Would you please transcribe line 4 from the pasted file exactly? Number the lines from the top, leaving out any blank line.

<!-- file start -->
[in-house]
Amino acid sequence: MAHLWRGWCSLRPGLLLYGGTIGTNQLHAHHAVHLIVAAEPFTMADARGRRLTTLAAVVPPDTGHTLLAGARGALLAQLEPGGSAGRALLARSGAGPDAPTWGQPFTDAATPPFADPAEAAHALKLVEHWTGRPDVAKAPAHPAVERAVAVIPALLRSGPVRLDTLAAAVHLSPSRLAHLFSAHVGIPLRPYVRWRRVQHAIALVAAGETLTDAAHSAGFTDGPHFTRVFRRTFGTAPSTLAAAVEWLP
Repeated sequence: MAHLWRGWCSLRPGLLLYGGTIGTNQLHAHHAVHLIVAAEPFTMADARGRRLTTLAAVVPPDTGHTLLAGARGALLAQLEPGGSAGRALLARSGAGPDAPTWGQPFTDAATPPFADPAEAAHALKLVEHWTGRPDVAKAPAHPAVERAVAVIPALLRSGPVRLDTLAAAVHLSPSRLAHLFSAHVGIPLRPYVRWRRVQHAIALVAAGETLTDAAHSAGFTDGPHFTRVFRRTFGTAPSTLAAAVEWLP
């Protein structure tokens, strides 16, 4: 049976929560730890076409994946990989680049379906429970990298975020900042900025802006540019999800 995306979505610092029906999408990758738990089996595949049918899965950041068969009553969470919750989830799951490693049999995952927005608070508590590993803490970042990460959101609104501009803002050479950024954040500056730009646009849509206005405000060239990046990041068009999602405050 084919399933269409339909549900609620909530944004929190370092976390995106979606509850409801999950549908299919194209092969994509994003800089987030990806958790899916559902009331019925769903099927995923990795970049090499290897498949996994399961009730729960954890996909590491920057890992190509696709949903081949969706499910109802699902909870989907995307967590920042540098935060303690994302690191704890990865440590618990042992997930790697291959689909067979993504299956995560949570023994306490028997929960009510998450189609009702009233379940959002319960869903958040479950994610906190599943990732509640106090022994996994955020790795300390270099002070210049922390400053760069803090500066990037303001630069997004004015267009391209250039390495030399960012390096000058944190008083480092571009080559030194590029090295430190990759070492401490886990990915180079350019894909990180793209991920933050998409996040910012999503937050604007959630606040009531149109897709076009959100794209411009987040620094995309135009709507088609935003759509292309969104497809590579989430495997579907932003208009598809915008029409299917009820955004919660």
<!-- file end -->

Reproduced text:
């Protein structure tokens, strides 16, 4: 049976929560730890076409994946990989680049379906429970990298975020900042900025802006540019999800 995306979505610092029906999408990758738990089996595949049918899965950041068969009553969470919750989830799951490693049999995952927005608070508590590993803490970042990460959101609104501009803002050479950024954040500056730009646009849509206005405000060239990046990041068009999602405050 084919399933269409339909549900609620909530944004929190370092976390995106979606509850409801999950549908299919194209092969994509994003800089987030990806958790899916559902009331019925769903099927995923990795970049090499290897498949996994399961009730729960954890996909590491920057890992190509696709949903081949969706499910109802699902909870989907995307967590920042540098935060303690994302690191704890990865440590618990042992997930790697291959689909067979993504299956995560949570023994306490028997929960009510998450189609009702009233379940959002319960869903958040479950994610906190599943990732509640106090022994996994955020790795300390270099002070210049922390400053760069803090500066990037303001630069997004004015267009391209250039390495030399960012390096000058944190008083480092571009080559030194590029090295430190990759070492401490886990990915180079350019894909990180793209991920933050998409996040910012999503937050604007959630606040009531149109897709076009959100794209411009987040620094995309135009709507088609935003759509292309969104497809590579989430495997579907932003208009598809915008029409299917009820955004919660």